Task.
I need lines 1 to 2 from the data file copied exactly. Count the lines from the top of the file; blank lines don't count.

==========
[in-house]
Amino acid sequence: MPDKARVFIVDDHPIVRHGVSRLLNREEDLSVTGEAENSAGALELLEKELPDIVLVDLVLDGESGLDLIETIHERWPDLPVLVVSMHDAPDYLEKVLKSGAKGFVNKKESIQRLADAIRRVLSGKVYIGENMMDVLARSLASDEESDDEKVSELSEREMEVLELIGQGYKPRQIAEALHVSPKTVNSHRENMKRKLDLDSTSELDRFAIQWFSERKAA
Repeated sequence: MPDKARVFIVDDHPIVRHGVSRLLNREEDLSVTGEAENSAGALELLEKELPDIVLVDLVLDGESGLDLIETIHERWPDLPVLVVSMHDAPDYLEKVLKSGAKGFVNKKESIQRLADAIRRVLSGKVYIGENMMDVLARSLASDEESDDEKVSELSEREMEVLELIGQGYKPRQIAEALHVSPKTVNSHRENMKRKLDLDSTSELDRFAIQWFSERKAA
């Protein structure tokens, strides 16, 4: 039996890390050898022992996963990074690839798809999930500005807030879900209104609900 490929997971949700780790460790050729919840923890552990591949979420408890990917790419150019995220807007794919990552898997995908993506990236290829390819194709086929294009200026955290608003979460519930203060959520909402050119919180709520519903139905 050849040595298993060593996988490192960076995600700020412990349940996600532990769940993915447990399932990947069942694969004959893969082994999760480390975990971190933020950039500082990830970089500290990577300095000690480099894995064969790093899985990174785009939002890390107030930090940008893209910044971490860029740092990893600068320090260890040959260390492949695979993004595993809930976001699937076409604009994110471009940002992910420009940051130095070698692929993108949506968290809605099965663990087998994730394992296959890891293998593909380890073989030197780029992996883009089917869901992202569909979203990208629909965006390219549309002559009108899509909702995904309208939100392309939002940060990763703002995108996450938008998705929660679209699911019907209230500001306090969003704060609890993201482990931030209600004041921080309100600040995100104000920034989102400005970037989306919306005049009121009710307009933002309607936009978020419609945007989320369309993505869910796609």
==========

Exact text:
[in-house]
Amino acid sequence: MPDKARVFIVDDHPIVRHGVSRLLNREEDLSVTGEAENSAGALELLEKELPDIVLVDLVLDGESGLDLIETIHERWPDLPVLVVSMHDAPDYLEKVLKSGAKGFVNKKESIQRLADAIRRVLSGKVYIGENMMDVLARSLASDEESDDEKVSELSEREMEVLELIGQGYKPRQIAEALHVSPKTVNSHRENMKRKLDLDSTSELDRFAIQWFSERKAA